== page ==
RIT recognizes the need for dual career assistance within the university as a means of continuing to build an inclusive campus environment and to support the university’s goals to attract and retain the highest quality candidates for full-time tenure-track faculty positions. Our Dual Career program supports this goal by providing assistance to spouses/partners of eligible newly hired full-time tenure-track faculty who are relocating to the Rochester area.
The RIT Dual Career Program application form is confidential. The information obtained from the application to this program will not be shared outside of the Office of Faculty Affairs and Human Resources unless authorized by the spouse/partner. The Dual Career program will provide assistance to the extent possible and does not guarantee placement.
(Note: In all steps below, close coordination among deans, academic unit head (AUH)/ chair, HR, and the provost’s office is expected.)
After a faculty candidate reveals a dual career need, the AUH/chair of the asking academic unit (unit carrying out authorized search) should obtain the dual career partner’s CV/résumé. The AUH/chair, in coordination with their dean, will determine where the most likely opportunities are for employment.
If the best fit appears to be in a non-faculty position inside or outside of RIT, then the AUH/chair can refer the dual career partner to RIT’s Talent Acquisition team at email@example.com for assistance. If the best fit appears to be within the university in a faculty position, then the AUH/chair should follow steps 3 through 9 below.
The AUH/chair should consult with the dean of the asking department’s college to discuss a strategy for finding an appropriate position, title, rank, and home department.
If the dean of the asking academic unit concurs with the AUH/chair's request, then they should contact the dean of the receiving academic unit's college (unit where dual career partner may be considered for hire) to share the CV/résumé, and if appropriate, initiate a faculty review of the dual career faculty recruit’s credentials.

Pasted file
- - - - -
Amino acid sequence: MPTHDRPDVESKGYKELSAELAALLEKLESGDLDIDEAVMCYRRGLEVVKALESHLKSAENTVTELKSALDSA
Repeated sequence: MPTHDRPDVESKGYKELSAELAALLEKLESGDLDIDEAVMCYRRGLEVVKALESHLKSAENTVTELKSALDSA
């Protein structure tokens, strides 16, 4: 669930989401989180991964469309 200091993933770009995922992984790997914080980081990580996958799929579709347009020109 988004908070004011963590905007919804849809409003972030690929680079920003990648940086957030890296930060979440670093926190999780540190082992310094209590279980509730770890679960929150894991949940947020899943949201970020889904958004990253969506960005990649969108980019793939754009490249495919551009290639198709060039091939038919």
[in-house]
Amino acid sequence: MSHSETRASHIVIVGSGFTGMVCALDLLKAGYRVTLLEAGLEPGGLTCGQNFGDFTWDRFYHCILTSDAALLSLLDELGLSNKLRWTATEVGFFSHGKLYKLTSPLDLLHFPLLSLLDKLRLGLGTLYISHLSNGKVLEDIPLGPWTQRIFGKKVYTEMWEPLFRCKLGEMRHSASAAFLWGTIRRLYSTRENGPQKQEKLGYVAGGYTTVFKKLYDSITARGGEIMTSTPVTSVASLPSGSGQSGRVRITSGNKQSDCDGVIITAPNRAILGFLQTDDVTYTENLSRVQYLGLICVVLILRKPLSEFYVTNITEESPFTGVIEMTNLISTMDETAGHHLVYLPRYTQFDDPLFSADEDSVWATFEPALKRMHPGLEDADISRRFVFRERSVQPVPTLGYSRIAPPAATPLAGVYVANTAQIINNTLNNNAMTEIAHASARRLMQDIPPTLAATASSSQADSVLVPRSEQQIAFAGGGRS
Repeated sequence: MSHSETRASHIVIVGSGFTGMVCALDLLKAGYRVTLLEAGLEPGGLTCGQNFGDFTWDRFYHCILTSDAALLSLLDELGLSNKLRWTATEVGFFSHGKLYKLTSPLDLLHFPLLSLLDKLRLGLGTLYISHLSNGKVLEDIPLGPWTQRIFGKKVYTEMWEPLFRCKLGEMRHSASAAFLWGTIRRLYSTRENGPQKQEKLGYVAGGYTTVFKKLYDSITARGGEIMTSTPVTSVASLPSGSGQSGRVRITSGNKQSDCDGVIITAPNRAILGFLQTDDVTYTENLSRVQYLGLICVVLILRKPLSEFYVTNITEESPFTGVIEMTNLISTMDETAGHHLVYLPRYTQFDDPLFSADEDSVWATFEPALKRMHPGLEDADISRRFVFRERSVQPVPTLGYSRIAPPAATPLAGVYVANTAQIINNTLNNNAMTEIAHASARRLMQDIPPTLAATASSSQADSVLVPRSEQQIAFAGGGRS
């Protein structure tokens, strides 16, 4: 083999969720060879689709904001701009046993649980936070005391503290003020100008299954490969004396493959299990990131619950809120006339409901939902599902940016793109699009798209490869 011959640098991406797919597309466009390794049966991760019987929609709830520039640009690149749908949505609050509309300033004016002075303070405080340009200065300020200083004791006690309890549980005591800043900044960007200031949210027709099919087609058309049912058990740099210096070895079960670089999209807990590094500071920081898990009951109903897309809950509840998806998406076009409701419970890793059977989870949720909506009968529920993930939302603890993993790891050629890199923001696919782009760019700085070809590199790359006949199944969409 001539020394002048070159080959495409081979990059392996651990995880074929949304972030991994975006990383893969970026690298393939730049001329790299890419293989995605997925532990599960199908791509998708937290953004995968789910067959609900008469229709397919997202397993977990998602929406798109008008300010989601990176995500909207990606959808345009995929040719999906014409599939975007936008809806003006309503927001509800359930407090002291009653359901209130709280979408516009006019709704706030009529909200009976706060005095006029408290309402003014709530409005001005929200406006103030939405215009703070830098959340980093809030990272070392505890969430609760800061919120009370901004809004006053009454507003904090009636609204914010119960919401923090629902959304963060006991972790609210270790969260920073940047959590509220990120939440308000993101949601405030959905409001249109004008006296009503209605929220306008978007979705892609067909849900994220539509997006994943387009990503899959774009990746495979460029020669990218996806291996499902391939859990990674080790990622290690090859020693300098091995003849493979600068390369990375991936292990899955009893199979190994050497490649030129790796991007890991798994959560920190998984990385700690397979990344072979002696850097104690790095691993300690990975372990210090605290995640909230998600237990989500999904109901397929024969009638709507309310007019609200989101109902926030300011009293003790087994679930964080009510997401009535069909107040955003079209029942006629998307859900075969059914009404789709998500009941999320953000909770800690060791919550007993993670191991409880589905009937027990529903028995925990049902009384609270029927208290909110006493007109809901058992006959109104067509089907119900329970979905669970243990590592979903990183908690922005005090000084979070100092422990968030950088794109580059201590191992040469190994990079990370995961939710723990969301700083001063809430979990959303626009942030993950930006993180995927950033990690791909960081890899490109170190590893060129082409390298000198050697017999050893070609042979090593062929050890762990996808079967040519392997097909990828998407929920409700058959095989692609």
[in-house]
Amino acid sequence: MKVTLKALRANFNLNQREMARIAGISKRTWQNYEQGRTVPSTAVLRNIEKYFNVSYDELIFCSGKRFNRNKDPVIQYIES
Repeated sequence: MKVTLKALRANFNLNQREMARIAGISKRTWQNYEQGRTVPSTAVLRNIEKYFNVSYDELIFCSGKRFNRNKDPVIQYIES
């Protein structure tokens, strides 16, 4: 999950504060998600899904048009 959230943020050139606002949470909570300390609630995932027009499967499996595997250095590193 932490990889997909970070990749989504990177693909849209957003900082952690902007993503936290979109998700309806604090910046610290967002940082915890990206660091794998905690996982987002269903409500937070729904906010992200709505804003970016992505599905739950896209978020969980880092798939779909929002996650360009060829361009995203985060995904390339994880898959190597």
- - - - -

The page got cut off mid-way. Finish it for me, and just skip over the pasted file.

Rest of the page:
If the receiving academic unit is willing to consider a dual career faculty recruit, then the college of the asking academic unit should notify the provost’s office and HR that a potential dual career hire is being considered.
The AUH/chair of the receiving college should confirm availability of funds to support a dual career hire.
The AUH/chair of the receiving academic unit should invite the candidate to campus for an interview. The interview and decision-making process should follow the receiving department’s standard interview practices and protocols for expedited hires.
If the academic unit supports the hire, the AUH/chair should request approval of the position and the candidate from the receiving dean, the asking dean, and the provost. This can be done via email.
Once all approvals are received, the receiving academic unit and the academic unit’s HR partner should follow standard procedures for expedited hires.
If a faculty hire is not feasible, this will be communicated in writing to the faculty candidate and partner by the AUH/Chair of the asking academic unit. If the dual career partner is interested in a non-faculty position inside or outside of RIT, then the AUH/chair can refer them to step 2 to work with RIT’s Talent Acquisition team at firstname.lastname@example.org for assistance.
Financial Support for Dual Career Hires
To facilitate dual career hires, the receiving academic unit will be eligible for a three-year cost sharing model whereby one-third of the salary of the dual career hire is paid by the asking academic unit's college, one-third by the receiving academic unit's college, and one-third by the provost. This model is subject to availability of funds and approval by the deans of the two colleges and provost. Start-up investments (if any are required) are expected to follow the model used by the receiving academic unit's college.
After three years, the receiving college must assume the full cost of the faculty hire (if the position is permanent). This could mean that an existing or subsequently open position will have to be used to support the dual career hire.
Due to unique circumstances that often arise during dual career situations, many hires can’t fit into a 1/3: 1/3: 1/3 cost share model; in these cases, other arrangements can be negotiated by the deans and provost.